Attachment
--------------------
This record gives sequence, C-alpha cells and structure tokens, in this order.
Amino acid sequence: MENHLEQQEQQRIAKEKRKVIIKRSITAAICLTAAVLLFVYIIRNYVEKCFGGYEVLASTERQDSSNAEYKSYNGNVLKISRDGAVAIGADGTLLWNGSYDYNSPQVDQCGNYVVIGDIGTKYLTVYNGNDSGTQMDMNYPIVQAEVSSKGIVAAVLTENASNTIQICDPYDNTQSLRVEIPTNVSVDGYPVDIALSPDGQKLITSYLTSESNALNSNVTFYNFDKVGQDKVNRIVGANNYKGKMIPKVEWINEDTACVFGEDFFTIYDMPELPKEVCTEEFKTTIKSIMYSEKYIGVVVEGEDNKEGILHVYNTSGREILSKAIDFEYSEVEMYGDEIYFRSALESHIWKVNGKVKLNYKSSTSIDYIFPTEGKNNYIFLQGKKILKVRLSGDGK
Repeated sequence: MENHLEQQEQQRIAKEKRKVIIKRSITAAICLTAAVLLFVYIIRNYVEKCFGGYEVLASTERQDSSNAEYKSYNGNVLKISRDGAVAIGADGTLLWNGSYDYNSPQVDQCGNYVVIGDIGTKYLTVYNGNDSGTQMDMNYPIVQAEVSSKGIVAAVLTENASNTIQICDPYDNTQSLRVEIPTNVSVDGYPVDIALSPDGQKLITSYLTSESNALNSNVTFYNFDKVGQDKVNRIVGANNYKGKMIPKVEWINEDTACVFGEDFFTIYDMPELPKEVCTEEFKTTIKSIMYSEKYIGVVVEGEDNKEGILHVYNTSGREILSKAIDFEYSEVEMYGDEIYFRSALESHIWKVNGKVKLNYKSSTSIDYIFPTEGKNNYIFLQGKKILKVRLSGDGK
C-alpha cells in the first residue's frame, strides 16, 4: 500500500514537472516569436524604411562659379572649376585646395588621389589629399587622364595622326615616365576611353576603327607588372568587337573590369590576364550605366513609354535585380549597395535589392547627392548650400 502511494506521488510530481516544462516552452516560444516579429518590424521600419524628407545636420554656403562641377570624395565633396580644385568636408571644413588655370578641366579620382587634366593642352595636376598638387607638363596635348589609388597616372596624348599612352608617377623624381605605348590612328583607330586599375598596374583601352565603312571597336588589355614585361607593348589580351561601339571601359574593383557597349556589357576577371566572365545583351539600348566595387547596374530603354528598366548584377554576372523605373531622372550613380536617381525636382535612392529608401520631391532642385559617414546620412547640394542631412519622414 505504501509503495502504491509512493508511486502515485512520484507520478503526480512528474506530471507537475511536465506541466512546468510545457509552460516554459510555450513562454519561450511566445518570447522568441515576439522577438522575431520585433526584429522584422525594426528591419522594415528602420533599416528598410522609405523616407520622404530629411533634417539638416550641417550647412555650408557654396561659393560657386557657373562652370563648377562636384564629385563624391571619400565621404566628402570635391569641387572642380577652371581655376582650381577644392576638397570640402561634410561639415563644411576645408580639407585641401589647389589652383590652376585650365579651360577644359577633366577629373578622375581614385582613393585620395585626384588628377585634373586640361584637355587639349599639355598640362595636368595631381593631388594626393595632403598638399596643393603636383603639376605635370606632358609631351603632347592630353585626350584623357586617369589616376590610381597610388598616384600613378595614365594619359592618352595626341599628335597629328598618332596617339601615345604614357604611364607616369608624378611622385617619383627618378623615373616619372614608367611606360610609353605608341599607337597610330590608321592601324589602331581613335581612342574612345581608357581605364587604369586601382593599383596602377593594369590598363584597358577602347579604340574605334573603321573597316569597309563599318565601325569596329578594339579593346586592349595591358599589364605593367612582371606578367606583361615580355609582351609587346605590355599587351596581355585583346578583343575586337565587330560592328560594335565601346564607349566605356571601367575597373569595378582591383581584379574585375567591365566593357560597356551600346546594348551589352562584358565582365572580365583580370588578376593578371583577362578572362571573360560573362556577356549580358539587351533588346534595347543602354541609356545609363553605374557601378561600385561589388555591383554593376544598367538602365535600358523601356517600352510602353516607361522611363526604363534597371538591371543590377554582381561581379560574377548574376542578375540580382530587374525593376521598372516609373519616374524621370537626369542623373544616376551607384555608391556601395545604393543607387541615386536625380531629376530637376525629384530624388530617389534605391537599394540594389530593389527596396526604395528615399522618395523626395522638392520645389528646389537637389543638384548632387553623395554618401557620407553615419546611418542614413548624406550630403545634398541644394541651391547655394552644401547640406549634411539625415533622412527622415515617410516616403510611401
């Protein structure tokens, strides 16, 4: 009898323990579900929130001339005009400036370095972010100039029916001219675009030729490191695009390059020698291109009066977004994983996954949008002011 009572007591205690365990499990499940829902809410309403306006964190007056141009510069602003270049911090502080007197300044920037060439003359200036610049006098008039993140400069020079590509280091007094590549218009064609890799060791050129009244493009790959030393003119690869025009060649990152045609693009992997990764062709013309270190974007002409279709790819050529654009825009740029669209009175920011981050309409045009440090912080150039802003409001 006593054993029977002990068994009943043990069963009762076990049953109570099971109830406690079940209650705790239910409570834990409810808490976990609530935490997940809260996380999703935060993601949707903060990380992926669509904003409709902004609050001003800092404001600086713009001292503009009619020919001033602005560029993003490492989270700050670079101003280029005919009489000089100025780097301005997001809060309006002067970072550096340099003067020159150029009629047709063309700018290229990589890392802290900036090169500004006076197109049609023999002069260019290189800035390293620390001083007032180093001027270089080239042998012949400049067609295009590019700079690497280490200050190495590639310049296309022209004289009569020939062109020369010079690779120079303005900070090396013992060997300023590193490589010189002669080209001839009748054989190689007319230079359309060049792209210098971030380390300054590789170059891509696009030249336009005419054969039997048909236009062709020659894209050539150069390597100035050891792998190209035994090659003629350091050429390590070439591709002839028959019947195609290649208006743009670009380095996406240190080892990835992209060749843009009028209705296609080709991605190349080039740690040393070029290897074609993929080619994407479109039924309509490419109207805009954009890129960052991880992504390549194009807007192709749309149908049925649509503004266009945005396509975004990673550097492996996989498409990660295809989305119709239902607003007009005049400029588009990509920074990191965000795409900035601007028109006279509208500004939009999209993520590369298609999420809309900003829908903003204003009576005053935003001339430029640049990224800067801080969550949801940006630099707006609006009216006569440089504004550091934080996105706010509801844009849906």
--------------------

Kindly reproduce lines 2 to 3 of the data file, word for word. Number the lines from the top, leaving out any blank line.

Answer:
Amino acid sequence: MENHLEQQEQQRIAKEKRKVIIKRSITAAICLTAAVLLFVYIIRNYVEKCFGGYEVLASTERQDSSNAEYKSYNGNVLKISRDGAVAIGADGTLLWNGSYDYNSPQVDQCGNYVVIGDIGTKYLTVYNGNDSGTQMDMNYPIVQAEVSSKGIVAAVLTENASNTIQICDPYDNTQSLRVEIPTNVSVDGYPVDIALSPDGQKLITSYLTSESNALNSNVTFYNFDKVGQDKVNRIVGANNYKGKMIPKVEWINEDTACVFGEDFFTIYDMPELPKEVCTEEFKTTIKSIMYSEKYIGVVVEGEDNKEGILHVYNTSGREILSKAIDFEYSEVEMYGDEIYFRSALESHIWKVNGKVKLNYKSSTSIDYIFPTEGKNNYIFLQGKKILKVRLSGDGK
Repeated sequence: MENHLEQQEQQRIAKEKRKVIIKRSITAAICLTAAVLLFVYIIRNYVEKCFGGYEVLASTERQDSSNAEYKSYNGNVLKISRDGAVAIGADGTLLWNGSYDYNSPQVDQCGNYVVIGDIGTKYLTVYNGNDSGTQMDMNYPIVQAEVSSKGIVAAVLTENASNTIQICDPYDNTQSLRVEIPTNVSVDGYPVDIALSPDGQKLITSYLTSESNALNSNVTFYNFDKVGQDKVNRIVGANNYKGKMIPKVEWINEDTACVFGEDFFTIYDMPELPKEVCTEEFKTTIKSIMYSEKYIGVVVEGEDNKEGILHVYNTSGREILSKAIDFEYSEVEMYGDEIYFRSALESHIWKVNGKVKLNYKSSTSIDYIFPTEGKNNYIFLQGKKILKVRLSGDGK